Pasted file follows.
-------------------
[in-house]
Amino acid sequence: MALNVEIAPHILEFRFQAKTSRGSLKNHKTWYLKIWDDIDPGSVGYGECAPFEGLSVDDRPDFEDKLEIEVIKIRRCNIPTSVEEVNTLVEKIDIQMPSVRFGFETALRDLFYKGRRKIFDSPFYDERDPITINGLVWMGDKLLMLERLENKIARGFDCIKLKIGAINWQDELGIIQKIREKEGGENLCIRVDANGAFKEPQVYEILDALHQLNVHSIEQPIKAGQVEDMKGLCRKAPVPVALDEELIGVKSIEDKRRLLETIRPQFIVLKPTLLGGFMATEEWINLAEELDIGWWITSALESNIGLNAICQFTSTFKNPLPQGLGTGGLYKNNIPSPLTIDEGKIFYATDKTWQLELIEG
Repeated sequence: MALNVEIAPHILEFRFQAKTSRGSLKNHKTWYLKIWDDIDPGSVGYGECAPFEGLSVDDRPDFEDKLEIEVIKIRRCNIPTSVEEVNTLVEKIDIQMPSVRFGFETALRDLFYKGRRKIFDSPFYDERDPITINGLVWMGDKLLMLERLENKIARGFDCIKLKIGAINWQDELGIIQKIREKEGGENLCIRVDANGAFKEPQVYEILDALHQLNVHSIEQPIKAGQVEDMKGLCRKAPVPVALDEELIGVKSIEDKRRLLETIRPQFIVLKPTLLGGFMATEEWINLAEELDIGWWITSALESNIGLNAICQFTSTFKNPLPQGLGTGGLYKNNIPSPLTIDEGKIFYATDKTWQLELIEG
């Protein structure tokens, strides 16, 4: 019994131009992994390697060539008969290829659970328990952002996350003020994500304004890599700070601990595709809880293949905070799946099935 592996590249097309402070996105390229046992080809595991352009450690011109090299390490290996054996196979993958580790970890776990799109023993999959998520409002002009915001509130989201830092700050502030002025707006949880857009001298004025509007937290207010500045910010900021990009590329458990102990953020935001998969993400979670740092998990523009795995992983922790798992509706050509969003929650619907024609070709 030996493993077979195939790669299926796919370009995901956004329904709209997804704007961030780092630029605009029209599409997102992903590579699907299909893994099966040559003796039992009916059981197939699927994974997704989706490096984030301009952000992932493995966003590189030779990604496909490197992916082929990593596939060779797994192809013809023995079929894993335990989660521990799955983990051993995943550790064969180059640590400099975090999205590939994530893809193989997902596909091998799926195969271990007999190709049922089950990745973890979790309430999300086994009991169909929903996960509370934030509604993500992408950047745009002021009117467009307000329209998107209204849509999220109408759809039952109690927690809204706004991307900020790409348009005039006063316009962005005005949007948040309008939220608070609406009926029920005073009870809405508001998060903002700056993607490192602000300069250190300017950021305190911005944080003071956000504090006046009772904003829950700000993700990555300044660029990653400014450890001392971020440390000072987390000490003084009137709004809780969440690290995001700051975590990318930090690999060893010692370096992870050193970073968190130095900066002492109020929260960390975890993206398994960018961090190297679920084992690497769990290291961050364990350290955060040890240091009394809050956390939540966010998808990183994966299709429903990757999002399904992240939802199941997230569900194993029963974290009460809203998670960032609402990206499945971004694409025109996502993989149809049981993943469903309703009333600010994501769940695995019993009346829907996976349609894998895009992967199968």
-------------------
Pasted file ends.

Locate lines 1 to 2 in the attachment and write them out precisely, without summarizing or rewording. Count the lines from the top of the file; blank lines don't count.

[in-house]
Amino acid sequence: MALNVEIAPHILEFRFQAKTSRGSLKNHKTWYLKIWDDIDPGSVGYGECAPFEGLSVDDRPDFEDKLEIEVIKIRRCNIPTSVEEVNTLVEKIDIQMPSVRFGFETALRDLFYKGRRKIFDSPFYDERDPITINGLVWMGDKLLMLERLENKIARGFDCIKLKIGAINWQDELGIIQKIREKEGGENLCIRVDANGAFKEPQVYEILDALHQLNVHSIEQPIKAGQVEDMKGLCRKAPVPVALDEELIGVKSIEDKRRLLETIRPQFIVLKPTLLGGFMATEEWINLAEELDIGWWITSALESNIGLNAICQFTSTFKNPLPQGLGTGGLYKNNIPSPLTIDEGKIFYATDKTWQLELIEG